portfolio mangement

portfolio mangement

Term Structure of Interest Rates:
Fixed-coupon bonds are not risk free, and there is an assumption that future interest payments can be reinvested at the same rate.

We face a problem when it comes to measuring expected return when the investor’s investment horizon does not match the time to maturity. For example, if we have a two-year investment horizon, there are multiple options:
Roll over two one-year bonds
Buy and hold a two-year bond to maturity
Buy an n-year bond and sell after two years
We need to compare the ‘expected return’, as opposed to the yield to maturity. This is called the Holding Period Return.

In order to calculate the RHS, we need to be able to estimate future market interest rates.

Deriving Spot Rates from Fixed-Coupon Bonds
By looking at the yield curve for different fixed-coupon bonds, we can infer the expected rates in the market. For example:
A one-year 12.5% bond with YTM = 5.5% could be considered as a one-year zero-coupon bond with a face value of $112.50. Therefore y(1) = 5.5%
A two-year 10.5% coupon bond with YTM = 6.8% can be considered as a combination of:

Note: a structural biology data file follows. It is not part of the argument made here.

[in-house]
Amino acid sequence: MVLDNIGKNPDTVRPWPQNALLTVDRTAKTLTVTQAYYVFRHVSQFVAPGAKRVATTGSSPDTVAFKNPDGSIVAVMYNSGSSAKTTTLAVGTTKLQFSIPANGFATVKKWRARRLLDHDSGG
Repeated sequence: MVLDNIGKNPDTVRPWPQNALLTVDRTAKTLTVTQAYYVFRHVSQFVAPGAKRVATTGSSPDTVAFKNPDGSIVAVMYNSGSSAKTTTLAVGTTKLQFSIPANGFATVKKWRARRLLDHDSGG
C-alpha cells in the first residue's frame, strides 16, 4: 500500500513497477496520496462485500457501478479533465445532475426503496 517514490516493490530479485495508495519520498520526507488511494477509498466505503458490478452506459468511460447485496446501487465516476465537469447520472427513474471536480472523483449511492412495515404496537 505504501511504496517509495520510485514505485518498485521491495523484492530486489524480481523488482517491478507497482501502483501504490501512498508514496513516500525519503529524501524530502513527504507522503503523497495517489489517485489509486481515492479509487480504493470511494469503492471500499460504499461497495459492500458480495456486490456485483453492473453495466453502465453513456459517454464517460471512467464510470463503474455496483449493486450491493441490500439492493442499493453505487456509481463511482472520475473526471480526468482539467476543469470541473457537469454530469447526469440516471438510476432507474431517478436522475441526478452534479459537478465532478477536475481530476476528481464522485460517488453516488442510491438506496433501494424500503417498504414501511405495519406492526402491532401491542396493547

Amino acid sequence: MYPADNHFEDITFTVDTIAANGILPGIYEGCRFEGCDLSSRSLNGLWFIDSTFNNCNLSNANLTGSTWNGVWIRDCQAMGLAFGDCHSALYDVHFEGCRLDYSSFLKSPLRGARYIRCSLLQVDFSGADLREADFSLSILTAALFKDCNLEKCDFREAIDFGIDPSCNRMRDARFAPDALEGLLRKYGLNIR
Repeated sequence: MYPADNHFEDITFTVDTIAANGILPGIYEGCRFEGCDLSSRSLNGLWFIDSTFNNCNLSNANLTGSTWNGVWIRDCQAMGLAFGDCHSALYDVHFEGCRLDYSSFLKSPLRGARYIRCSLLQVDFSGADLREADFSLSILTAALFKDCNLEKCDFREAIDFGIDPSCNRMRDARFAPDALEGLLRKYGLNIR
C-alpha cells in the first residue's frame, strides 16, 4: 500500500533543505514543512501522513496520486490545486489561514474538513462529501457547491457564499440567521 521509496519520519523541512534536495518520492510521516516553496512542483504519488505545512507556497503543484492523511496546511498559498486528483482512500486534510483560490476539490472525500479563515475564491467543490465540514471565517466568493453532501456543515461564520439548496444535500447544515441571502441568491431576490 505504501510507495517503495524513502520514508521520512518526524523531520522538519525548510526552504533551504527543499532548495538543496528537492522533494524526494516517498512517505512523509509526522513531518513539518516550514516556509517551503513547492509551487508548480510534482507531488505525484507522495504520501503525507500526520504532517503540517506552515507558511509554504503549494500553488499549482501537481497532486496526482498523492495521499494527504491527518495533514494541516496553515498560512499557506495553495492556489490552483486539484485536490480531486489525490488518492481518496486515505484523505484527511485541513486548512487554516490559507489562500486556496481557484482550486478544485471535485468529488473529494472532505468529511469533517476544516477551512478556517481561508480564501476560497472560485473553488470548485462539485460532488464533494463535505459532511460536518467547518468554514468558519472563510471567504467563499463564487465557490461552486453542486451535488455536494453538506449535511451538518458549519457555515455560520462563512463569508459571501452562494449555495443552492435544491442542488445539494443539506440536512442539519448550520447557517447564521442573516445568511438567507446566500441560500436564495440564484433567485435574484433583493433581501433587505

A one-year zero-coupon bond with face value of $10.50
A two-year zero-coupon bond with a face value of $110.50


y(2) = 6.8670%

Deriving Forward Rates for Fixed-Interest Bonds
Let f(n,t) be the YTM of an n-period bond t-periods ahead. For simplicity, we restrict n to 1. So, f(1) is the YTM of a one-year bond in one years time, and f(2) is the YTM of a one-year bond in two years time.
So, if we want to infer f(1), i.e. the YTM of a one-year bond in one-years time, then we look at the pricing of a two-year bond. Given a YTM of 6.8% for a 2-year 10.5% coupon bond, we can calculate the price as being:

Alternatively, the bond price can be determined by discounting the coupon payment by the current YTM for a one-year bond, and by discounting the final payment by both the current rate and the expected rate:...

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